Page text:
Herb Brooks was one of the most influential men the sport of hockey has ever seen.
He coached Team USA to an unlikely gold medal at the 1980 Olympics, coached the University of Minnesota to three national titles in the 1970s and forever shaped the culture of college hockey in the state of Minnesota.
So it’s fitting that Bob Motzko, head coach at St. Cloud State University, thinks the new annual tournament featuring Minnesota’s five Division I hockey programs should be named in honor of Brooks.
The tournament, which is currently unnamed, will start next January at the Xcel Energy Center. The Gophers will host the tournament every year, and the other four schools will rotate every four years to fill the three remaining spots.
Minnesota State-Mankato, St. Cloud State, and Minnesota-Duluth will participate in the first tournament with the Gophers while Bemidji State will sit idle.
The Gophers announced the list of eight potential names for the annual tournament last week, and “The Herb Brooks Classic” is one of the finalists.
“That’s a name that I feel like would stick and fully represents the history of college hockey in Minnesota,” Motzko said.
Motzko served as an assistant coach under Brooks at St. Cloud State in 1986-87. At that time, the state boasted only two Division I hockey programs — Minnesota and UMD.
Brooks aimed to change that.
“His mission was to grow the college hockey presence in the state,” Motzko said. “It drove him crazy that both Michigan and Massachusetts featured more D-I programs than Minnesota.”
Two years after Brooks’ only season coaching at St. Cloud State, the program made the jump to Division I.
A few years later, MSU-Mankato and Bemidji State followed suit.
That birthed the Western Collegiate Hockey Association, featuring all five Minnesota schools.
The WCHA got a facelift this year, as many of its teams left for the Big Ten Conference or the National Collegiate Hockey Conference.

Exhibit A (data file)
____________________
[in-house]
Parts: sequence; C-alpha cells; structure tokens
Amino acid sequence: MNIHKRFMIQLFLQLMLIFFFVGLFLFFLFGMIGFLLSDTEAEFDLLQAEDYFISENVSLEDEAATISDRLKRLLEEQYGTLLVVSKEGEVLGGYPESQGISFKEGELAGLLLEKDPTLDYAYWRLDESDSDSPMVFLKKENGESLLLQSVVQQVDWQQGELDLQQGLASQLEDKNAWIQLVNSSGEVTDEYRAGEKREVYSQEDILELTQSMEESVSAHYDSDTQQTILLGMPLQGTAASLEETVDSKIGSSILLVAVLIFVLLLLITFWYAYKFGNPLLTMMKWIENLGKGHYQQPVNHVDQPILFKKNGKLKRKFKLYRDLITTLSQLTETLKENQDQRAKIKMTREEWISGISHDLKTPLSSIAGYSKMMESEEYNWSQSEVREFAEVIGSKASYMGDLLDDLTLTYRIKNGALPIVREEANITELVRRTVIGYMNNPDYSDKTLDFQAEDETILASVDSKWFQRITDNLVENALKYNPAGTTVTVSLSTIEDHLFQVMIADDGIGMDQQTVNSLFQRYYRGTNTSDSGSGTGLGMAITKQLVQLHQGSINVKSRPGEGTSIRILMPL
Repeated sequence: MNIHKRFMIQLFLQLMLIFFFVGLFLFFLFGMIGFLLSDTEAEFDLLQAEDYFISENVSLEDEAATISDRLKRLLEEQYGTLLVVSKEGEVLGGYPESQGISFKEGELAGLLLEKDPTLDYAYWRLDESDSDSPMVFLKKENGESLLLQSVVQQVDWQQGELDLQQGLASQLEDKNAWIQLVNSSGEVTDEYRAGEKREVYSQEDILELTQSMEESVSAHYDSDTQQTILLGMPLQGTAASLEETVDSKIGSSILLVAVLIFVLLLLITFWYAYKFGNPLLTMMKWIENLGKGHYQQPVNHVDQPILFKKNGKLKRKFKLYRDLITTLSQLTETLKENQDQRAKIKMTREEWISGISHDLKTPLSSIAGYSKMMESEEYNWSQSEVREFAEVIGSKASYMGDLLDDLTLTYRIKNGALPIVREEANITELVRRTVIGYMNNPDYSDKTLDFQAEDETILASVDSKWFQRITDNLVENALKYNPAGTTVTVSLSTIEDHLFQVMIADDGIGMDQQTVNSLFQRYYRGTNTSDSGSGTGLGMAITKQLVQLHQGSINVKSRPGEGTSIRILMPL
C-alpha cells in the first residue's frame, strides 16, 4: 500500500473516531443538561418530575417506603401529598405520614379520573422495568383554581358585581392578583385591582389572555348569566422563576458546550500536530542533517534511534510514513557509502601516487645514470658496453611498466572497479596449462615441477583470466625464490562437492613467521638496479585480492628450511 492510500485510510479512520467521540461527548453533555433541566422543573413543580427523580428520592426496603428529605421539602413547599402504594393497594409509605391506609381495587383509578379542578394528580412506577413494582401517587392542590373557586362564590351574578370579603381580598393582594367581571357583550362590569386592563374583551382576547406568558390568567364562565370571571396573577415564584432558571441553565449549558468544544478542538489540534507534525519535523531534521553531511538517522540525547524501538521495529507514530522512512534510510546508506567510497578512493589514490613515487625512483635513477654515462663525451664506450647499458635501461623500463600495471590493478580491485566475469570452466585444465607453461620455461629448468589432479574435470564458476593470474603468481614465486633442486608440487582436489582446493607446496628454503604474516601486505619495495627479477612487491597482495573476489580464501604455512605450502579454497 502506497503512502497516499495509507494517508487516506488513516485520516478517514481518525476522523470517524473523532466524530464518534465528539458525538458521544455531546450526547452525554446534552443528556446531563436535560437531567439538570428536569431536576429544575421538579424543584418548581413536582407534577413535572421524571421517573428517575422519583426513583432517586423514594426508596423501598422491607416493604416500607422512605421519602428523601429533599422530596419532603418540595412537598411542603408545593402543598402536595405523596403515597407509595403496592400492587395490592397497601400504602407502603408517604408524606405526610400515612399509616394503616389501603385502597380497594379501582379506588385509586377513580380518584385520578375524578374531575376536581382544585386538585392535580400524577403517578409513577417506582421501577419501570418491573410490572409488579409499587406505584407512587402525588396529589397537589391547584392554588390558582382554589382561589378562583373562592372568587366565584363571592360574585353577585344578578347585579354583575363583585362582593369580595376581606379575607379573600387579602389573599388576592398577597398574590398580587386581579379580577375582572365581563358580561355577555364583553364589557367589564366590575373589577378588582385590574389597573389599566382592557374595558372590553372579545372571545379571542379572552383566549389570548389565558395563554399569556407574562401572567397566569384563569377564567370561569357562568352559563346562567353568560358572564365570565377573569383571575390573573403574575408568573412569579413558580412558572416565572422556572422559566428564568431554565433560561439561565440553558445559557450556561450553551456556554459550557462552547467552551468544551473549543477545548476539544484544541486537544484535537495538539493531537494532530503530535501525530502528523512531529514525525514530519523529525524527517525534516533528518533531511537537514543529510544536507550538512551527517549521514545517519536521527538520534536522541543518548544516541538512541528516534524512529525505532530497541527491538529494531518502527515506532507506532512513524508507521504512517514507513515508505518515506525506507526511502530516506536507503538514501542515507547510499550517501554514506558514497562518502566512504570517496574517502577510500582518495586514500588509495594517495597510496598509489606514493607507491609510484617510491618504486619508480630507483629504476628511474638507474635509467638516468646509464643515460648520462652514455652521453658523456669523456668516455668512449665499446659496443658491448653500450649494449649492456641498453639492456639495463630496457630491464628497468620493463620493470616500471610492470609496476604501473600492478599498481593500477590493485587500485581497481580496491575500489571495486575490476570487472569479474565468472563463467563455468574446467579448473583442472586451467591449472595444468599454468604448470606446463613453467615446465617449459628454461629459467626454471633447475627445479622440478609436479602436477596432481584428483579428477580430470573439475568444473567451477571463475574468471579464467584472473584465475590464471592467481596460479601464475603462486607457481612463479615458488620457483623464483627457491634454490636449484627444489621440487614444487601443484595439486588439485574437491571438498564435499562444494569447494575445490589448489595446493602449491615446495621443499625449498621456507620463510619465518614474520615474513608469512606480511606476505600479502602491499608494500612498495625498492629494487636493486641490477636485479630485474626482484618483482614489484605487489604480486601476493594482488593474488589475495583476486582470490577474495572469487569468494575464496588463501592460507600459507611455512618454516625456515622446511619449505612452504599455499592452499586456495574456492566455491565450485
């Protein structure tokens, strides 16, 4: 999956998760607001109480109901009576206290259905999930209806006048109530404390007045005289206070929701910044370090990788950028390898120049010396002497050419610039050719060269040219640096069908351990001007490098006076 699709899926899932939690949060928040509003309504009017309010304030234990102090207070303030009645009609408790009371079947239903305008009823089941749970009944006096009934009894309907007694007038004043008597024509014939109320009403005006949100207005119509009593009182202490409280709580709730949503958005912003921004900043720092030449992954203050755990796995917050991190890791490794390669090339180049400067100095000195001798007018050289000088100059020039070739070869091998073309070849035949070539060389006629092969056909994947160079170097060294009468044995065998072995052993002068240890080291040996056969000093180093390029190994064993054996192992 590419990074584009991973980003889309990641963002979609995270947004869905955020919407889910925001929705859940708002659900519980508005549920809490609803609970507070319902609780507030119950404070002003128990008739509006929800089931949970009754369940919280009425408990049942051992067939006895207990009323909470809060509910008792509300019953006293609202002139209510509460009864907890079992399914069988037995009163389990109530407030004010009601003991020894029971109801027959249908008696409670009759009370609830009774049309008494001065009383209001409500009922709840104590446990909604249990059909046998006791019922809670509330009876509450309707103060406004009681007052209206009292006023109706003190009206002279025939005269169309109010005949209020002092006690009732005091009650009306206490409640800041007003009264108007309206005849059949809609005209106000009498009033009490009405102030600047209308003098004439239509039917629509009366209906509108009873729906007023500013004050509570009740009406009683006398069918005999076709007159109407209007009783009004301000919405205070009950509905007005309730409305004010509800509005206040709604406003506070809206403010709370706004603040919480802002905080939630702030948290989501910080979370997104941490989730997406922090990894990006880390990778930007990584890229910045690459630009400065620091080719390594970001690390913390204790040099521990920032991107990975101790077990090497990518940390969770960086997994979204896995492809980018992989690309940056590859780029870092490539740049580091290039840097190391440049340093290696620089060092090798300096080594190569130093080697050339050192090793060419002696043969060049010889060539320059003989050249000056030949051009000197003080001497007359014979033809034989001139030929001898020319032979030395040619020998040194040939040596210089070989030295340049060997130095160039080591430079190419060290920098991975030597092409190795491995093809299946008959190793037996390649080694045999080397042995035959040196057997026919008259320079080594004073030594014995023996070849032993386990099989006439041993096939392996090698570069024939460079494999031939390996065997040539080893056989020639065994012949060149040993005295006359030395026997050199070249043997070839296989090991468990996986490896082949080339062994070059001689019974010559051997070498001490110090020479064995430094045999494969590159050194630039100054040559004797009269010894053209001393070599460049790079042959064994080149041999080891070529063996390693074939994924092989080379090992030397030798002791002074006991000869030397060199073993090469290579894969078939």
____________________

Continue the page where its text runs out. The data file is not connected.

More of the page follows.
Minnesota, St. Cloud State and UMD left the WCHA last season much to the chagrin of many coaches involved. Minnesota will join the Big Ten Conference, and St. Cloud State and UMD will join the NCHC.
MSU-Mankato and Bemidji State will remain in the WCHA.
“It was really disappointing at first,” Gophers head coach Don Lucia said. “I’ve spent almost half my life in the WCHA, and it was tough to watch it dissolve.”
Bemidji State head coach Tom Serratore said breaking up the WCHA lost a lot of tradition and history, but the silver lining is that the five Minnesota squads will play each other in the annual tournament.
Serratore said the tournament hopes to eventually emulate the cultural significance the Beanpot Tournament has in Boston.
Lucia said he’s confident the Minnesota tournament has laid the foundation to thrive.
“We understand the first year isn’t going to be like we have 20 years of tradition, but 10 years down the line this could be something the fans really look forward to,” Lucia said. “I don’t think it will take long because we have the ingredients.”
Though the historic presence of the WCHA shifted at the end of last season, Motzko said, this tournament allows teams to keep the tradition alive.
“We were a league, and all of us prospered,” Motzko said. “We have to maintain the tradition.
“It doesn’t just revolve around one school,” he added. “It revolves around all five, and this tournament is a great way to show that.”